Putting Education Reform To The Test

New York Pulls “The Hare and the Pineapple” From State Reading Test

New York Department of Education

The New York education department released the controversial The Hare and the Pineapple reading test section Friday.

The New York education department took the unusual step of releasing a state reading test section last week after Internet buzz about the confusing passage and questions built to a roar.

The passage was called the “Hare and the Pineapple,” and was authored by children’s author Daniel Pinkwater.

Typically test questions are not released to the public.

The story strikes the tone of a fable, with a talking pineapple challenging a talking hare to a race. The forest critters spend the rest of the story trying to suss out the pineapple’s intentions in throwing down the gauntlet to the hare.

The passage is best read, rather than explained.

New York students quickly emailed Pinkwater about the test question. The story — and complaints — was passed around Facebook groups.

Pinkwater wrote an op-ed in the New York Daily News indicating regret for selling his story to testing companies. The story was absurd, Pinkwater wrote, so asking multiple choice questions based on the story is also absurd.

“Well, I accepted money from sleazy people for what turns out to be a sleazy thing,” Pinkwater wrote in the NYDN. “But that is good too! That’s what a lot of celebrities do. Do I want another 15 minutes? Nah. One is plenty.”

The New York test contractor, Pearson, is the same as Florida’s test contractor. Last week, a Florida blogger noted problems with practice questions on the FCAT science tests.

Friday the New York education department said they were throwing out the section of the test and it would not count toward student scores.

The moral? Maybe standardized tests should have no sleeves?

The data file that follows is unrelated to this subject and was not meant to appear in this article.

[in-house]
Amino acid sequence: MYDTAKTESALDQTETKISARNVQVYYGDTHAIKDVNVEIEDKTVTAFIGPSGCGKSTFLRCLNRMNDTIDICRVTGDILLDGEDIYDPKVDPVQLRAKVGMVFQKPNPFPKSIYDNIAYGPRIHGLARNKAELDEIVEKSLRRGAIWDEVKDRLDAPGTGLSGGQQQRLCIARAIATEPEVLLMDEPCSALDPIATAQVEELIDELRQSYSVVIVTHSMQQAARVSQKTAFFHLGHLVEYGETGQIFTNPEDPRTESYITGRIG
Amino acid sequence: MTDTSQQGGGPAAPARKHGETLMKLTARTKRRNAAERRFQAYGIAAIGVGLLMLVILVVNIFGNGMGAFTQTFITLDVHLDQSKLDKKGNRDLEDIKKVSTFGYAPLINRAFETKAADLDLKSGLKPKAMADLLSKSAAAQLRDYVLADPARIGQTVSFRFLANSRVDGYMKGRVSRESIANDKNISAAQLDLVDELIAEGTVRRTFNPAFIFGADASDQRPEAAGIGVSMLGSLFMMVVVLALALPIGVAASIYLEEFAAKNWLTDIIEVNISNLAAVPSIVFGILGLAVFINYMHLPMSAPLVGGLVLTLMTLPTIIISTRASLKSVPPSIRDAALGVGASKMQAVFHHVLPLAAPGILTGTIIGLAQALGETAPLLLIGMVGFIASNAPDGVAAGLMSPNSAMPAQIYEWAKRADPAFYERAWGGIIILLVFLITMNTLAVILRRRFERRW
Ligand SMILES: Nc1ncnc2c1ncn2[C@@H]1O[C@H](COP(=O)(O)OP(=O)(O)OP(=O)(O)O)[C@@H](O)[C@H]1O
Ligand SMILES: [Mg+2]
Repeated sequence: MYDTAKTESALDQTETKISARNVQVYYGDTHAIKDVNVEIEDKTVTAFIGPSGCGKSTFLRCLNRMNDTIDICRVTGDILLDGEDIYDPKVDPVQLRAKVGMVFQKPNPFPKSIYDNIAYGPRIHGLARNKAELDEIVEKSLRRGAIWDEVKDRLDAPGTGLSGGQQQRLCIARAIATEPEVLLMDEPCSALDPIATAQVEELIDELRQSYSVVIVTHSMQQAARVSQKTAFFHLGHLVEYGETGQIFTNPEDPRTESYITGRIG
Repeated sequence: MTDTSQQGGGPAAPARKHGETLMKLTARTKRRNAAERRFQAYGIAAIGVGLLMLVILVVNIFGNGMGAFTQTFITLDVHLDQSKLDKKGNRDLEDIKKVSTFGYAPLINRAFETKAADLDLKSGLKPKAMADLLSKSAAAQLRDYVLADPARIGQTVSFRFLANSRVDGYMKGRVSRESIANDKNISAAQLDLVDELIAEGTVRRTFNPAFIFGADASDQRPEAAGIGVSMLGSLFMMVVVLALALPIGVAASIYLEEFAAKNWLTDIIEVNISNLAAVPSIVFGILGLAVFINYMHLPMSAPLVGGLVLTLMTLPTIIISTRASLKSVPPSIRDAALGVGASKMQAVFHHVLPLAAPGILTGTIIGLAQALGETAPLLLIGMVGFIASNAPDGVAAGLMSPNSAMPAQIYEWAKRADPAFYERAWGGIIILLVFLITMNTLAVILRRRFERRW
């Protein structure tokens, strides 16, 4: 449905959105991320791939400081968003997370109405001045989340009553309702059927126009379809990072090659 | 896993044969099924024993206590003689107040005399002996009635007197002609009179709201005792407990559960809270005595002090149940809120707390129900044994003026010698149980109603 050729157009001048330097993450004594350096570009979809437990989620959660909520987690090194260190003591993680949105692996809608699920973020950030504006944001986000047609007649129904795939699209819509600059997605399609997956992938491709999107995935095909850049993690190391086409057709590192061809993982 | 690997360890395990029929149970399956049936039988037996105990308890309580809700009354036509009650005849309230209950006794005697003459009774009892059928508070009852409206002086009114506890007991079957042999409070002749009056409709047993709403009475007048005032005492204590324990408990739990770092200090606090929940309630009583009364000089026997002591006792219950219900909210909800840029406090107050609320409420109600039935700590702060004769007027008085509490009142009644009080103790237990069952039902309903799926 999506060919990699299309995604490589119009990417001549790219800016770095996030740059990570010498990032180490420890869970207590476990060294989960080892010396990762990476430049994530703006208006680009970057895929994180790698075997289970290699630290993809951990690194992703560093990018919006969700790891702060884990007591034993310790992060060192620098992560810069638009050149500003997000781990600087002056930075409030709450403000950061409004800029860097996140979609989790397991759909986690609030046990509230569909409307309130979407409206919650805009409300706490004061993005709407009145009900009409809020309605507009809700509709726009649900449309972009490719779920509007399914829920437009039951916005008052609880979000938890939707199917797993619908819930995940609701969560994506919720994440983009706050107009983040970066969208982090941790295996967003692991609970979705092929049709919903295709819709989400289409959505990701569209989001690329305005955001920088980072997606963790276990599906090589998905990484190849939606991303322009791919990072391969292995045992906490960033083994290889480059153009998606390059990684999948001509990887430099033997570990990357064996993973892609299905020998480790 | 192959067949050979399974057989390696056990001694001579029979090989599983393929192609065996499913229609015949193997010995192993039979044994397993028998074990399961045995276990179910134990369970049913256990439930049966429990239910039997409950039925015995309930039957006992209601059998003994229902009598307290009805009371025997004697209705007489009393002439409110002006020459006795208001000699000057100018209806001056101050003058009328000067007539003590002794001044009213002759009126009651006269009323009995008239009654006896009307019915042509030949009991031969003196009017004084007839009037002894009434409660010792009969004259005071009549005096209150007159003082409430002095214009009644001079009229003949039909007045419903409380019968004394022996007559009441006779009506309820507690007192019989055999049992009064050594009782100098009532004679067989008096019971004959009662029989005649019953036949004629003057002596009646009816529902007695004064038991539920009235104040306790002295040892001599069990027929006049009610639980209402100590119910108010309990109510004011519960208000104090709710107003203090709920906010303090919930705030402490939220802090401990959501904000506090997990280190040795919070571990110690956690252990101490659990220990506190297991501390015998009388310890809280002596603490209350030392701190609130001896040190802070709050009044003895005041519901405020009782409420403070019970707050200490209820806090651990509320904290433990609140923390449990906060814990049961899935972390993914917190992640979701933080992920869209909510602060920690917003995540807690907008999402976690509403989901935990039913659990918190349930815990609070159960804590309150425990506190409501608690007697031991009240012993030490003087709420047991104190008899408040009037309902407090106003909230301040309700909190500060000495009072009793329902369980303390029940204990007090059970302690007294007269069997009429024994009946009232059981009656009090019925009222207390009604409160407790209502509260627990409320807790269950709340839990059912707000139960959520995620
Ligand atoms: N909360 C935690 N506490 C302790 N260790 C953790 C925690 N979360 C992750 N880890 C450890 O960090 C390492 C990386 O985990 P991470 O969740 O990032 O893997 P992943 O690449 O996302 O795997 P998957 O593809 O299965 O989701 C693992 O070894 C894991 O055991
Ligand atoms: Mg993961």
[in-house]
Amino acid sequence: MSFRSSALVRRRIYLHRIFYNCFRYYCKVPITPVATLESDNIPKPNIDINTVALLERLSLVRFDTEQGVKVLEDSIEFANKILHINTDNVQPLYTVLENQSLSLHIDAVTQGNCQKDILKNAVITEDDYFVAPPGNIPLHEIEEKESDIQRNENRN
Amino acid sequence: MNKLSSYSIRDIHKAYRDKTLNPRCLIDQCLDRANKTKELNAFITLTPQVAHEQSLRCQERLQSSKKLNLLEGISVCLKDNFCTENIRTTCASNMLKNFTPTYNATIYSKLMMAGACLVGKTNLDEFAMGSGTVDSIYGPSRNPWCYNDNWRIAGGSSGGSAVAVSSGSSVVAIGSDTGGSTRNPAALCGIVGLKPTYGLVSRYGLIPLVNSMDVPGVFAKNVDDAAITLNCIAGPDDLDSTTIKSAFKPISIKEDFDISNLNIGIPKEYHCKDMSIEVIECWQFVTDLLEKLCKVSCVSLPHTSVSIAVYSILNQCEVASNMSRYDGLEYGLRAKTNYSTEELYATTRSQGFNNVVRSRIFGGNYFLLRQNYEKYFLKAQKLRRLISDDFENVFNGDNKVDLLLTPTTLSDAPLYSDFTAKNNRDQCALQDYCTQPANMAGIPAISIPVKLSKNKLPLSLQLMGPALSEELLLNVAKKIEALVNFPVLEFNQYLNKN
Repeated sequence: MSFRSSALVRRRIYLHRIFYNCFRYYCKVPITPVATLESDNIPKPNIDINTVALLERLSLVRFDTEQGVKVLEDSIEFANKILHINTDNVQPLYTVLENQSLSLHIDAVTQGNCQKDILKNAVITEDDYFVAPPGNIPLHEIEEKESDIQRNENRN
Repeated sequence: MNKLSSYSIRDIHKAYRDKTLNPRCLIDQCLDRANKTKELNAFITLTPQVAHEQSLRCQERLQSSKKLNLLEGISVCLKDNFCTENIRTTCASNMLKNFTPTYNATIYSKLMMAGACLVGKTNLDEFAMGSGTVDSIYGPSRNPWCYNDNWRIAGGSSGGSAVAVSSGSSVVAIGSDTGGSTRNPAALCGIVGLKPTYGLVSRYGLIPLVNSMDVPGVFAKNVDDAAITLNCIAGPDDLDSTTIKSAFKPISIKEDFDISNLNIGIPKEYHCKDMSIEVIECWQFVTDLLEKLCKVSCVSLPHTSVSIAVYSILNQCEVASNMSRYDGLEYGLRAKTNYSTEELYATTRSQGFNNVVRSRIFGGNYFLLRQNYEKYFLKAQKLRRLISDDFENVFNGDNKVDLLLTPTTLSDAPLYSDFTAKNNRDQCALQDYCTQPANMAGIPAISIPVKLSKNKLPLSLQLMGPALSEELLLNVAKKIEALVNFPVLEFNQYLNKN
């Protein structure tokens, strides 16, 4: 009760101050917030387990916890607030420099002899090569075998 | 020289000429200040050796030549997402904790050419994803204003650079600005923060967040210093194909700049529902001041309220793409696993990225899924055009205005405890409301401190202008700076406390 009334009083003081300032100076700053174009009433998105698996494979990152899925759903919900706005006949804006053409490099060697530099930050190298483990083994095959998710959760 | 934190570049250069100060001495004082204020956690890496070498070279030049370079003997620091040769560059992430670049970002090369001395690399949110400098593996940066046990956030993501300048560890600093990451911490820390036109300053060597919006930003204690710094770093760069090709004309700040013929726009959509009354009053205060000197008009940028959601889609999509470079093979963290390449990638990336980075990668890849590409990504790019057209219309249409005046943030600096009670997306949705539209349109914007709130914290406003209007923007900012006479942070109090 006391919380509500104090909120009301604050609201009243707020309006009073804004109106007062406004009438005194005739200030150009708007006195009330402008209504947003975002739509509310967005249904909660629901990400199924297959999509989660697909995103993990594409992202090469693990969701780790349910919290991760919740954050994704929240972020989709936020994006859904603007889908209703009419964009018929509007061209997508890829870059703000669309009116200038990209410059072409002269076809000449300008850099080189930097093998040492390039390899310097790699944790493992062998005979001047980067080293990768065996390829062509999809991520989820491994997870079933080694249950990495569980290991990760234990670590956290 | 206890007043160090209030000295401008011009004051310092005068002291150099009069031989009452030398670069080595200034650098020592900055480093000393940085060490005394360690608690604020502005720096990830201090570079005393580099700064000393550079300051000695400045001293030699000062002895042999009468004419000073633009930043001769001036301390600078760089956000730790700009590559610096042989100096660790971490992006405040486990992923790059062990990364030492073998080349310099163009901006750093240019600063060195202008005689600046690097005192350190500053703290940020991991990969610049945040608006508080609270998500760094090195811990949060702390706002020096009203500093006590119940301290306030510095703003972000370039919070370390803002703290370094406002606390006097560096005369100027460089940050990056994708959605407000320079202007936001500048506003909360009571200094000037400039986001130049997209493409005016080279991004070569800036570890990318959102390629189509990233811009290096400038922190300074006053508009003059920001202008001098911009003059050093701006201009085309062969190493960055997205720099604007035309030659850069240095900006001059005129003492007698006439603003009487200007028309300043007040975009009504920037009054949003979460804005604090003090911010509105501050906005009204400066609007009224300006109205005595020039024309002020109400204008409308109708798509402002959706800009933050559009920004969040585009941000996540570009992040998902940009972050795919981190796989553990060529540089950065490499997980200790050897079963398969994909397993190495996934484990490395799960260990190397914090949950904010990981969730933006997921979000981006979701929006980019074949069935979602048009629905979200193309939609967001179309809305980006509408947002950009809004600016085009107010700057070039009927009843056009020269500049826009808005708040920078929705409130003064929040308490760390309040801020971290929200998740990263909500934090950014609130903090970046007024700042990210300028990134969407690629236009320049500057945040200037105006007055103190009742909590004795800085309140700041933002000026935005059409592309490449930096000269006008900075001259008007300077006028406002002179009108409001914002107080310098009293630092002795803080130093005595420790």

• I don’t see what the problem is. The questions seem to have fair answers. 

    The animals obviously ate the pineapple because they were annoyed. They were obviously nor amused, excited or happy because they all wagered the pineapple would win. Due to him losing, they were all annoyed. The key is that they weren’t “upset” at the outcome because they all genuinely wanted the hare to win. They thought they outsmarted the pineapple when they in fact ended up looking like fools. It annoyed them. So they ate him. 

    As for “who is the wisest?”, you have to choose between the hare, the moose, the crow and the owl. The hare never did anything to claim wisdom especially when you consider the fact he wanted to race a legless fruit. The crow made up a conspiracy theory that backfired in his face and made every animal look foolish. He was obviously not wise. And there isn’t even an owl in the story. The moose however told the crow that “pineapples don’t have sleeves”. He was right. A pineapple could have no tricks up his sleeve, because he didn’t have any sleeves. It was never specified if the moose meant it in a literal way or figurative way, but by process of elimination, you can identify him as the only possible candidate to be considered wise.